Chōshūin

趙州院

Sanada Clan

Kyōto

Lifespan:  Unknown to 5/13 of Kanbun 6 (1666)

Clan:  Sanada → Uda → Takigawa

Father:  Sanada Masayuki

Mother:  Yamanote-dono

Siblings:  Nobuyuki, Nobushige (Yukimura), Nobukatsu, Masachika, Muramatsu-dono (wife of Oyamada Shigemasa), Seijuin (wife of Sanada Yukimasa), daughter (wife of Kanbara Shigeharu), Seiyōin (wife of Hoshina Masamitsu), Chōshūin (wife of Uda Yoritsugu → Takigawa Kazuatsu), Seikōin (wife of Tsumaki Shigenao), Oraku

Husband:  Uda Yoritsugu → Takigawa Kazuatsu

Chōshūin was a woman who lived during the Azuchi-Momoyama and early Edo periods.

She was born as the fifth daughter of Sanada Masayuki, so she was the younger sister of Sanada Nobuyuki and Sanada Nobushige.  Initially, she wed Uda Yoritsugu (Kawachi-no-kami).  Yoritsugu was the nephew of Uda Yoritada, a daimyō and the father-in-law of Ishida Mitsunari.  Yoritsugu was adopted by Mitsunari’s father, Ishida Masatsugu, and was called Ishida Gyōbu-Shōyu.  Owing to the marriage of his daughter to Uda Yoritsugu, her father, Masayuki, was solicited by Ishida Mitsunari and joined the Western Army at the Battle of Sekigahara.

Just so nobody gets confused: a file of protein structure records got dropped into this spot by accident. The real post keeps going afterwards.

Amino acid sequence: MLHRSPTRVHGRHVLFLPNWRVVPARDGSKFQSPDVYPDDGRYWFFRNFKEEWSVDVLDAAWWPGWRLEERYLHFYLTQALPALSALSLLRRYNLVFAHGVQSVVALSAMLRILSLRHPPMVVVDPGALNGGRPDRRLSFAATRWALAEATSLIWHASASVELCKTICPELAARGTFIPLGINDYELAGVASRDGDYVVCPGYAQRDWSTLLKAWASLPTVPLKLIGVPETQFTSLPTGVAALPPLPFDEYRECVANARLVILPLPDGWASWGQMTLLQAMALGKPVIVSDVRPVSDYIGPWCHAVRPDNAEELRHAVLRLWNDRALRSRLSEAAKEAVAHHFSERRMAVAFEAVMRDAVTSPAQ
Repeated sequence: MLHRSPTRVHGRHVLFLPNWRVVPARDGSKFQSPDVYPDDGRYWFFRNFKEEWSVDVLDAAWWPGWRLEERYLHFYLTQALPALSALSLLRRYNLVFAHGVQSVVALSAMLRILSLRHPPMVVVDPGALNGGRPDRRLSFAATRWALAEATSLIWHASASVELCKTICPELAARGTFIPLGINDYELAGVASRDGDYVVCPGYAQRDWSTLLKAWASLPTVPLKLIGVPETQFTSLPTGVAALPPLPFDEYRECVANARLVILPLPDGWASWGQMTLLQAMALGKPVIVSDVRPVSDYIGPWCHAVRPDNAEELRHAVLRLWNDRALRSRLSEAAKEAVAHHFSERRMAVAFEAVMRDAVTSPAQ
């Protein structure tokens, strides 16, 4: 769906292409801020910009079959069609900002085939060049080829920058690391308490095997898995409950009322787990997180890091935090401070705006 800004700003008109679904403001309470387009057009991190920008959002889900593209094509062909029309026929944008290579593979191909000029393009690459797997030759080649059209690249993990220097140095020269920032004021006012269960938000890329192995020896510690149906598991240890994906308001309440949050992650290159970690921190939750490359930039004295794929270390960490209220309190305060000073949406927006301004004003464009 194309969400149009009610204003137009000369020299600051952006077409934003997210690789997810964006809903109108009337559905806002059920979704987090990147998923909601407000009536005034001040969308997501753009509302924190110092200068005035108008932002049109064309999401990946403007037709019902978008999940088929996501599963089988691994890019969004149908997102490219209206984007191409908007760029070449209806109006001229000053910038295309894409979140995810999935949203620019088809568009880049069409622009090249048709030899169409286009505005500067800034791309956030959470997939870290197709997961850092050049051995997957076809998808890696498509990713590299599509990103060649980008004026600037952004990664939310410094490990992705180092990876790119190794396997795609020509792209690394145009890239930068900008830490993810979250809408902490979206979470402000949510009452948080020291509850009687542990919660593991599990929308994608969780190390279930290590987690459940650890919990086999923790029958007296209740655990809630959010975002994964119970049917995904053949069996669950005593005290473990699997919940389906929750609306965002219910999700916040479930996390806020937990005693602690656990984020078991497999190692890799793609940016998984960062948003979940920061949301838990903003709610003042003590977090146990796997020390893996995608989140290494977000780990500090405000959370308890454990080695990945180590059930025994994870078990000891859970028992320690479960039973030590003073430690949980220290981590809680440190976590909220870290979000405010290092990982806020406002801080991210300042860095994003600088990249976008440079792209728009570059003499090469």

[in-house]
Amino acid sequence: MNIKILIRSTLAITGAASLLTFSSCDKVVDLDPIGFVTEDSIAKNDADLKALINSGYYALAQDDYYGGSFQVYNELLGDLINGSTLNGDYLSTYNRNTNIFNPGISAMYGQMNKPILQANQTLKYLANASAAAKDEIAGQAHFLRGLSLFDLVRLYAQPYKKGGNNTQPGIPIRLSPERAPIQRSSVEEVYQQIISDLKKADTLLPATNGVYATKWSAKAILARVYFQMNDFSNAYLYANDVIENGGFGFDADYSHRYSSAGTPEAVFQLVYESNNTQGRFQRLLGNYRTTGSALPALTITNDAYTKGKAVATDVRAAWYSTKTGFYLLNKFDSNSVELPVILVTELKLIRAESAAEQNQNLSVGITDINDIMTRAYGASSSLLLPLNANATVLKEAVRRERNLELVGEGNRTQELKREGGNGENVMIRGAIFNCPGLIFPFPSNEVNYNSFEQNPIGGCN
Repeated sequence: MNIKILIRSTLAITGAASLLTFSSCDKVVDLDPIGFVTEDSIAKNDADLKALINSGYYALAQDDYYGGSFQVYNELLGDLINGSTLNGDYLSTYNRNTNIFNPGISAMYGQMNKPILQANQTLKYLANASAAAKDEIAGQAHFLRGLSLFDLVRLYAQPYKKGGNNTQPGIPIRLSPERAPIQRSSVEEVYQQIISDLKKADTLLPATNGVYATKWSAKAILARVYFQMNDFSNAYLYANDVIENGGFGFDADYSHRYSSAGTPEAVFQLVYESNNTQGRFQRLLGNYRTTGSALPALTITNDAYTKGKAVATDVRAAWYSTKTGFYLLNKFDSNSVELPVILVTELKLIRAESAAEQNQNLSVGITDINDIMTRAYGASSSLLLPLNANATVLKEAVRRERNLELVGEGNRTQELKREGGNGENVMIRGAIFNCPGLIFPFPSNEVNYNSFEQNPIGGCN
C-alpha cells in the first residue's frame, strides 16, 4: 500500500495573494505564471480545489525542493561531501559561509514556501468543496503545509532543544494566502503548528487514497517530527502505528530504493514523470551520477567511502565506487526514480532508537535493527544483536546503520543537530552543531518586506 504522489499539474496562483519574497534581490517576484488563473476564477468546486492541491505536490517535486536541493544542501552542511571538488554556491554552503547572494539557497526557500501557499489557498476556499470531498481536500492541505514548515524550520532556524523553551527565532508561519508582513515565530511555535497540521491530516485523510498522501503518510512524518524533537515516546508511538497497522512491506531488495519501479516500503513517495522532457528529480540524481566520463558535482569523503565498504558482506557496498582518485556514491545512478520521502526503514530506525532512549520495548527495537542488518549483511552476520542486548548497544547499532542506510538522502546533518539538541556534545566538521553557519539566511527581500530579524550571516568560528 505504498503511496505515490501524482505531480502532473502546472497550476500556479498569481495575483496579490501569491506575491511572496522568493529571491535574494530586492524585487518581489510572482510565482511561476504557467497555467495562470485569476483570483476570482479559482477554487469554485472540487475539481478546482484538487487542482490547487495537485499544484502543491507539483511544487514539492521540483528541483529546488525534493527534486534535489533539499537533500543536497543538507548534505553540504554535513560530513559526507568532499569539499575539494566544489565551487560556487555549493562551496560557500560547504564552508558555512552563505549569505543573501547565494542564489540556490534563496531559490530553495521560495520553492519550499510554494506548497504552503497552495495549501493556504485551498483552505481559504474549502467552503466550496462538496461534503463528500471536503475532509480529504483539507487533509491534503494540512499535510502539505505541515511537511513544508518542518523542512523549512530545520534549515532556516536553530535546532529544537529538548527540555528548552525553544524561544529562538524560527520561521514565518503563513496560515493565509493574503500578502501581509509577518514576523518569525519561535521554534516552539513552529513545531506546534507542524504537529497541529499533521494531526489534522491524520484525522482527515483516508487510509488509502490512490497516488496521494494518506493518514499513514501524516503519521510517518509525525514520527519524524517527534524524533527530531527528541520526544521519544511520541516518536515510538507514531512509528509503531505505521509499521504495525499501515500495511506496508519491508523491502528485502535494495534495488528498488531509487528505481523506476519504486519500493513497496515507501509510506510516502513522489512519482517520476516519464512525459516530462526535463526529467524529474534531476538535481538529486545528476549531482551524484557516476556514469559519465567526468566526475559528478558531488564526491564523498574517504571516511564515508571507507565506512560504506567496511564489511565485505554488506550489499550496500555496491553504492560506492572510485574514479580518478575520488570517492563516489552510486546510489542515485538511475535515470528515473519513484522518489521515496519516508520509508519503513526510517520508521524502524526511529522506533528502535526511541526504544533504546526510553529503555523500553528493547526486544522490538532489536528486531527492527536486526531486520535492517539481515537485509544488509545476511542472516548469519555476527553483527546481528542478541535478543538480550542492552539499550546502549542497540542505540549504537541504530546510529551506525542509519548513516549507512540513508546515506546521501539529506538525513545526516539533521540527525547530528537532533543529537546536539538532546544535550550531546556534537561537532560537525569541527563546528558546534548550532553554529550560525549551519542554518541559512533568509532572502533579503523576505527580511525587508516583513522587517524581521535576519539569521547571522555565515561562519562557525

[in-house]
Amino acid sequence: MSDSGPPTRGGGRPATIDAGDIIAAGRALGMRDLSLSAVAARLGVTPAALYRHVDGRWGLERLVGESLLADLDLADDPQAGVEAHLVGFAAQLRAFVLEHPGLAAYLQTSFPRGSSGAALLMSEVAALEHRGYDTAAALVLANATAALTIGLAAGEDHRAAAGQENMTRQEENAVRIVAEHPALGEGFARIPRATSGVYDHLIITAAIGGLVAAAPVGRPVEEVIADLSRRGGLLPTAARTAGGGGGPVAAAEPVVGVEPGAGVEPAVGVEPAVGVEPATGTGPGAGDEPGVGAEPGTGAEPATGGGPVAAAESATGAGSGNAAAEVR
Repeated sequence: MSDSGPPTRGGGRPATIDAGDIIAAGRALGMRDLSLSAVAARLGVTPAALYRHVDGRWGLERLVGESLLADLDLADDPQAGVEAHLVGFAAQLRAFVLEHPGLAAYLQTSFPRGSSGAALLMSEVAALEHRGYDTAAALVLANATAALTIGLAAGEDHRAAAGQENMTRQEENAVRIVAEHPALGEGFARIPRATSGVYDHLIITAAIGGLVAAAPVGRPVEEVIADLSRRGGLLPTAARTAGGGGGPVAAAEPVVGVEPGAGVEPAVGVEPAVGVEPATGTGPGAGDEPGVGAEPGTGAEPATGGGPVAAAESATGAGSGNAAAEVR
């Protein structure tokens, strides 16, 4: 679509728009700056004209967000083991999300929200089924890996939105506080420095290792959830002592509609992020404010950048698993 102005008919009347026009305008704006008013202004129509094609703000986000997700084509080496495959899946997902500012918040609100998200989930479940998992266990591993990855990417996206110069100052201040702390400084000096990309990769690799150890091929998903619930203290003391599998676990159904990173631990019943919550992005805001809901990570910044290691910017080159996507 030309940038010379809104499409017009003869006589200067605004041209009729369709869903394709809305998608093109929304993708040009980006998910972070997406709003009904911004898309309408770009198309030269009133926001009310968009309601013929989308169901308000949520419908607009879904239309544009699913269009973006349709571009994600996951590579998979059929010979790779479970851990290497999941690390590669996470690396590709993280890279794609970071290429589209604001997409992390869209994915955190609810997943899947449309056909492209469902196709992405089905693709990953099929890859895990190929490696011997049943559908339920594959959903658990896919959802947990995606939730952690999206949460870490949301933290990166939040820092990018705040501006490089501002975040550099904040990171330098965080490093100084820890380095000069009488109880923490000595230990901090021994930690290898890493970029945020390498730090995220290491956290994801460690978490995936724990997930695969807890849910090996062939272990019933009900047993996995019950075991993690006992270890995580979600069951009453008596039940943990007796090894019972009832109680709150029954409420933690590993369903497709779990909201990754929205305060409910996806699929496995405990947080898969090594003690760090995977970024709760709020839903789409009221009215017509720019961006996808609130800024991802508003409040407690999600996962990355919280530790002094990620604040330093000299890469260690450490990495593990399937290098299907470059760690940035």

On 9/5 of Keichō 5 (1600), the Western Army was defeated at the Battle of Sekigahara.  On 9/17, Yoritsugu took his own life at the base of Ishida Mitsunari at Sawayama Castle.  Chōshūin separated from the family and fled.  Later, she remarried Takigawa Kazuatsu (Sankurō, a grandson of Takigawa Kazumasu).

After the Siege of Ōsaka, however, in 1632, Takigawa Kazuatsu was subject to penalties by the bakufu including by having the adopted daughter of Sanada Nobushige marry into another family.  He was dismissed from his position as a scout and messenger for the bakufu and his fief taken away.  Thereafter, they resided as a couple in seclusion near Rokujō in the capital of Kyōto.  During this time, they received 500 koku as a donation from the Matsushiro domain of Shinano Province.

In 1642, Chōshūin had her portrait made and inscribed by Reinan of the Tōzen Temple.  After the death of her husband, the Chōshū sub-temple was built at the Myōshin Temple in Kyōto to serve as a family temple, founded by her nephew, Sekizen.

Chōshūin died in 1666 and was buried at the Chōshū sub-temple that she had constructed.